DETROIT (Aug. 16, 3:40 p.m. ET) — A Yazaki Corp. department manager in Japan will join 10 other people and seven companies that have acknowledged their roles in a global automotive supplier price-fixing scheme in Detroit, the U.S. Department of Justice antitrust division announced Thursday.
Toshio Sudo will serve 14 months in prison and pay a $20,000 fine after agreeing to plead guilty to a charge of conspiracy to restrain trade in violation of the Sherman Antitrust Act. Sudo allegedly helped rig bids or set prices on instrument-panel clusters sold to Toyota Motor Corp. between January 2003 and February 2009.
As a condition of his plea, Sudo will cooperate with the ongoing prosecution.
“From using code names with one another to meeting in remote or private locations, the conspirators employed a variety of measures to keep their illegal conduct secret,” Scott Hammond, deputy assistant attorney general in the antitrust division's criminal enforcement program, said in a statement.
“The division and its law enforcement partners will continue to do everything in our power to detect these cartels and bring them to justice.”
Yazaki, which houses its Yazaki North America headquarters in Canton Township, was raided by Japan's Fair Trade Commission and by the FBI in the U.S. in February 2010. The company already has pleaded guilty and agreed to pay $470 million in fines through 2017 — the second-largest criminal fine obtained for a Sherman Act antitrust violation.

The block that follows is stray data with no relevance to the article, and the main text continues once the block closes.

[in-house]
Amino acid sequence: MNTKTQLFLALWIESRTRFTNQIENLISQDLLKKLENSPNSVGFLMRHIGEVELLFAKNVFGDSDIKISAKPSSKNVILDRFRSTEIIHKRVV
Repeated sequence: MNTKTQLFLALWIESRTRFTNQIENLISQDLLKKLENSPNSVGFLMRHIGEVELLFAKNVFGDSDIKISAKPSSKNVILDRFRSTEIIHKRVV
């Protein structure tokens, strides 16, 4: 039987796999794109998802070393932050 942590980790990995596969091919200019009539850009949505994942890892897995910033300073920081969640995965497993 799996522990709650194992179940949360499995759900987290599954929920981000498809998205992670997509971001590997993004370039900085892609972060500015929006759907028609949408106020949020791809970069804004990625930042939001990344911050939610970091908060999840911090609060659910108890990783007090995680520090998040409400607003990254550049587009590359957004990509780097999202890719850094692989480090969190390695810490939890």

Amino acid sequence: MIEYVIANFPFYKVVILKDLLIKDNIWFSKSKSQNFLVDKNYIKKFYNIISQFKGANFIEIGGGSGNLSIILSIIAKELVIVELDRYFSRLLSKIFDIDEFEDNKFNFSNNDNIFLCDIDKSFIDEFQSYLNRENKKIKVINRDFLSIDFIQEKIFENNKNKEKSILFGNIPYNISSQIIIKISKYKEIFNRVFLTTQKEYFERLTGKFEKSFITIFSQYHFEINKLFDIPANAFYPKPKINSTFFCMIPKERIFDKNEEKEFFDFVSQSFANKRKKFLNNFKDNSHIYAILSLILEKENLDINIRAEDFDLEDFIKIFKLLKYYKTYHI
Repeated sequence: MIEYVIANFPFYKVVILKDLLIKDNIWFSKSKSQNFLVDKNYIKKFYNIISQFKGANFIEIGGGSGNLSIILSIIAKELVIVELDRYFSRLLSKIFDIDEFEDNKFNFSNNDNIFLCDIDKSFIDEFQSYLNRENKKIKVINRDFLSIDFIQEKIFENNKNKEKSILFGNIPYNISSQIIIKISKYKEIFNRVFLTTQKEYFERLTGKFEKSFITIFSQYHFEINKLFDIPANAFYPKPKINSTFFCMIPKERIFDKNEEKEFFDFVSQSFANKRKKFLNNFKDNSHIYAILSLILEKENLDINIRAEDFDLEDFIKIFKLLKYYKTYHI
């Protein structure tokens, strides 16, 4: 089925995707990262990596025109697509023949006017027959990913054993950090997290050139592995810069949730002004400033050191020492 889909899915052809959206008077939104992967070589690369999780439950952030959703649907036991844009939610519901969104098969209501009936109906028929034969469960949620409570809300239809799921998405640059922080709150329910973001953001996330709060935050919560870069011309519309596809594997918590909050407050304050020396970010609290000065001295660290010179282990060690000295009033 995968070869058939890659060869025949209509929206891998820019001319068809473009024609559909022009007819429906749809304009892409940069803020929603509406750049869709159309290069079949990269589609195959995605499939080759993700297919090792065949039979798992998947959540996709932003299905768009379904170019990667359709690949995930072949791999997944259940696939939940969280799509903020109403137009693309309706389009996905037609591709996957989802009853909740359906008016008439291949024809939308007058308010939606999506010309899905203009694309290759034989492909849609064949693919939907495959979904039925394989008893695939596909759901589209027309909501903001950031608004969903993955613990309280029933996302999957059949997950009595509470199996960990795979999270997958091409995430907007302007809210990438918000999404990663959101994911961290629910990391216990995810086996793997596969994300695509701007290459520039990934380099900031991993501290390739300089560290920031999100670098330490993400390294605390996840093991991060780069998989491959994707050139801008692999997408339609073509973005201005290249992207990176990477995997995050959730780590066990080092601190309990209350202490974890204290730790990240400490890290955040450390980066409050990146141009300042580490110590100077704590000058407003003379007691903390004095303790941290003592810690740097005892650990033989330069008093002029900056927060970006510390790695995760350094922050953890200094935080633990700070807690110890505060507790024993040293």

Also entering guilty pleas to date are Furukawa Electric Co. Ltd., Denso Corp., G.S. Electech Inc., Fujikura Ltd. and Autoliv Inc. TRW Deutschland Holding GmbH, a German unit of Livonia-based TRW Automotive Holdings Corp., reached a similar agreement with Justice but has yet to enter its plea in court.
All told, U.S. fines in the case total more than $790 million.
Additionally, seven executives of the companies — Junichi Funo, Hirotsugu Nagata, Tetsuya Ukai, Tsuneaki Hanamura, Ryoki Kawai, Shigeru Ogawa and Hisamitsu Takada — were sentenced to criminal fines and prison sentences ranging from a year and a day to two years.
Makoto Hattori and Norihiro Imai have pleaded guilty and await sentencing. Kazuhiko Kashimoto is scheduled to enter a plea Sept. 26.